Actions and outcomes

Analysing and segmenting the data drawn together in the Green 4 Go system, supplemented by insights from the fan experience surveys, enabled Newcastle to identify a range of actions designed to achieve their original objectives of improving communication with fans as a means of raising levels of engagement with the team and ultimately selling more match tickets.

These were primarily focused on three key areas:

  • Higher-quality email lists
  • Targeted marketing within key audience segments
  • Email v SMS

Obtaining cleaner and more detailed contact information – primarily around email addresses – was not just a pre-requisite for making progress on the other communications objectives by maximising their reach and efficiency, but had a direct financial value in itself. CRM analysis by the club identified that the average spend of a fan with a contactable email address who engages with email marketing communications is £17.84 more than a fan who doesn’t have an email address within the database.

Mick Hogan says: “As email had been identified as our key direct communication channel, we had a priority to quickly improve this through various initiatives such as an ‘update your details’ email campaign to help re-engage fans and a new sign-up portal on our website and social media channels.”

The club therefore focused heavily on incentivising fans to provide their current email address (and other information), using competitions to win match tickets or offering access to premium team content, for example – something it continues to do as an ongoing means of promoting data hygiene. Hogan says: “We update our content and campaigns to make sure that our fans remained engaged with our email marketing. For example, we send exclusive news to our email subscribers before it is shared on our website – such as team news for the upcoming match. These emails perform well in terms of their click-through rate, which is currently running at 4.4%.”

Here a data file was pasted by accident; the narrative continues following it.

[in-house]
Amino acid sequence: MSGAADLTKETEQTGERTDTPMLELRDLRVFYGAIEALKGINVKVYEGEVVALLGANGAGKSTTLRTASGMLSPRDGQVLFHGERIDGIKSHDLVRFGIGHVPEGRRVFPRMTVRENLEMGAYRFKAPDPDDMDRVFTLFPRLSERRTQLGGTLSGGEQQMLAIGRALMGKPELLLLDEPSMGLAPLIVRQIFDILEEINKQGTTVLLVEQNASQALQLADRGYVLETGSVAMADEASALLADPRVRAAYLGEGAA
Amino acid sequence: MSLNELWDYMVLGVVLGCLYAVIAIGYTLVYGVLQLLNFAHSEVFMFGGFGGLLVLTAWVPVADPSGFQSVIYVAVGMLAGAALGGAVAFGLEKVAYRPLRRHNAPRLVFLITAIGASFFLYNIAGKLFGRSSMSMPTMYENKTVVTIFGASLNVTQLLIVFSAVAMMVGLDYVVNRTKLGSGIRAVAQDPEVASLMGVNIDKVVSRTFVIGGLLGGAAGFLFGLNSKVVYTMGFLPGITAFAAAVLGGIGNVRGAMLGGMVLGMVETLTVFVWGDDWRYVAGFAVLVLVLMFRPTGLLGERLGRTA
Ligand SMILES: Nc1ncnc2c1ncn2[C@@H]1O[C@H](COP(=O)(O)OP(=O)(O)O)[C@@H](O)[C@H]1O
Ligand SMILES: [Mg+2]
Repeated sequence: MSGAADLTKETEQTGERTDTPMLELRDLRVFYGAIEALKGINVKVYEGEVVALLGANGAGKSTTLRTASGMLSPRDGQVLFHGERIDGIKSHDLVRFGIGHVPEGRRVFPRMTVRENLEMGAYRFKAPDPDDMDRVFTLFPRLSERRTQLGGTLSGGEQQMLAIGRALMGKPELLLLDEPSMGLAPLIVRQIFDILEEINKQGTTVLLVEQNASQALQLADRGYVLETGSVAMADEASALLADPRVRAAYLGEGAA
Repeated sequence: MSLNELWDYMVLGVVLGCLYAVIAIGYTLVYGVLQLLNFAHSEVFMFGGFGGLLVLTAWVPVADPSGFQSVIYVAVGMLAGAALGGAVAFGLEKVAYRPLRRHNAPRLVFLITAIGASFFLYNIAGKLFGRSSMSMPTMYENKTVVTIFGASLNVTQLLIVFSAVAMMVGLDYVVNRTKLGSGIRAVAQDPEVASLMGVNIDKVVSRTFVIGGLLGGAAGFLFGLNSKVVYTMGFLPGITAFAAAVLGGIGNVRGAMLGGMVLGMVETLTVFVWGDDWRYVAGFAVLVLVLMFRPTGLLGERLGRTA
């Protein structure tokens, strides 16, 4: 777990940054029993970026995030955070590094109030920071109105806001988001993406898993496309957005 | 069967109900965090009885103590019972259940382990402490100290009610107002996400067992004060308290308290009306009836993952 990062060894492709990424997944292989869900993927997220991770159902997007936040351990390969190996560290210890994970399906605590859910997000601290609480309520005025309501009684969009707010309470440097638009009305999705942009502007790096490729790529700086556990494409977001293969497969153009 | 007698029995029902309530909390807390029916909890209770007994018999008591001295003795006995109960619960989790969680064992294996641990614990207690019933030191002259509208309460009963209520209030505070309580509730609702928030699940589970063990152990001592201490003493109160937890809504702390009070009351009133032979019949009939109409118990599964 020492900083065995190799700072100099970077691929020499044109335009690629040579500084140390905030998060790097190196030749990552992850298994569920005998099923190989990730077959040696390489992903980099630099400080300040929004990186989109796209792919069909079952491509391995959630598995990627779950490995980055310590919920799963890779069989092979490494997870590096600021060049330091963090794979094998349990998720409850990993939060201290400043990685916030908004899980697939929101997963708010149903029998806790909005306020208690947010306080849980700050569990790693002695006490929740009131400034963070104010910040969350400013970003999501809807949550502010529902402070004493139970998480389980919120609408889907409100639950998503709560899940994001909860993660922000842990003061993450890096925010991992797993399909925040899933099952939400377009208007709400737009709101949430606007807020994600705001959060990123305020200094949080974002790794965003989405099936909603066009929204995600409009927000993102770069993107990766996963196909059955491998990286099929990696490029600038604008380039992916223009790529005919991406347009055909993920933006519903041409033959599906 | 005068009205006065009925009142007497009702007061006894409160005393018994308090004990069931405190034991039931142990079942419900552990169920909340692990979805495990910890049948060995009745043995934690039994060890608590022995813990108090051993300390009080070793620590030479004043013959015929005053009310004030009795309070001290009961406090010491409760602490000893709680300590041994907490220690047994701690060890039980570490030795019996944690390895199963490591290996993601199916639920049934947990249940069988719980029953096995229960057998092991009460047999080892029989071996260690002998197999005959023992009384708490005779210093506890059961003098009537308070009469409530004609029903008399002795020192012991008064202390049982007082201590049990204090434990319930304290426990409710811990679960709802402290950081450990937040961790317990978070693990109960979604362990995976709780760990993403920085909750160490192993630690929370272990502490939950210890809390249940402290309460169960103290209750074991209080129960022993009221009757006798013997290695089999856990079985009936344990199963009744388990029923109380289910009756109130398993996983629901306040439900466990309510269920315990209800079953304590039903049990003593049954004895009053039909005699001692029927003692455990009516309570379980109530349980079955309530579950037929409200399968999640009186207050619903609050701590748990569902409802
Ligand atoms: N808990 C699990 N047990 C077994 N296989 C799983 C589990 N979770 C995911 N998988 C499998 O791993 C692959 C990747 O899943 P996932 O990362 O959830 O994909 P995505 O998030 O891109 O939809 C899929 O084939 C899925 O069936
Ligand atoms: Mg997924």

The success of the campaign can be seen in the growth of its email database during 2016/17, which increased by 16,000, or 73 per cent, over the season. There is also plenty of headroom for further acquisition, as the proportion of database members with a unique contactable email address still stood at only 29 per cent of the overall total in May 2017, with mobile phone numbers also attached to only 24 per cent of records, making this information another potential target for acquisition.

While the club was building a larger and more reliable database of fans to reach, it was also segmenting the customer base into key target groups for offers to which they were considered most likely to be receptive. Hogan says: “The new CRM system meant we were better able to segment and target specific groups of fans for more targeted marketing to increase fan engagement. For example, promotions and offers can go to fans based on their data and their profile – for example, their age, how close they live to the stadium etc.”

So, for example, the higher propensity identified among 18-40-year-olds to attend matches on Fridays over other days of the week enabled Newcastle to target promotions for these games at that group. Other key segments were identified around residence, enabling the club to build focused campaigns with highly specific aims. Hogan says: “We undertook location analysis to find out how close fans lived to the ground and then used this information to send fans that lived close to the ground an offer of a free ticket for a friendly match to re-engage them in attending. We found that this re-engagement was a great success: of the fans who claimed the free ticket offer for the 2016/17 friendly against Doncaster, 212 then purchased tickets for that season, and their total spend across the season was £18,707.”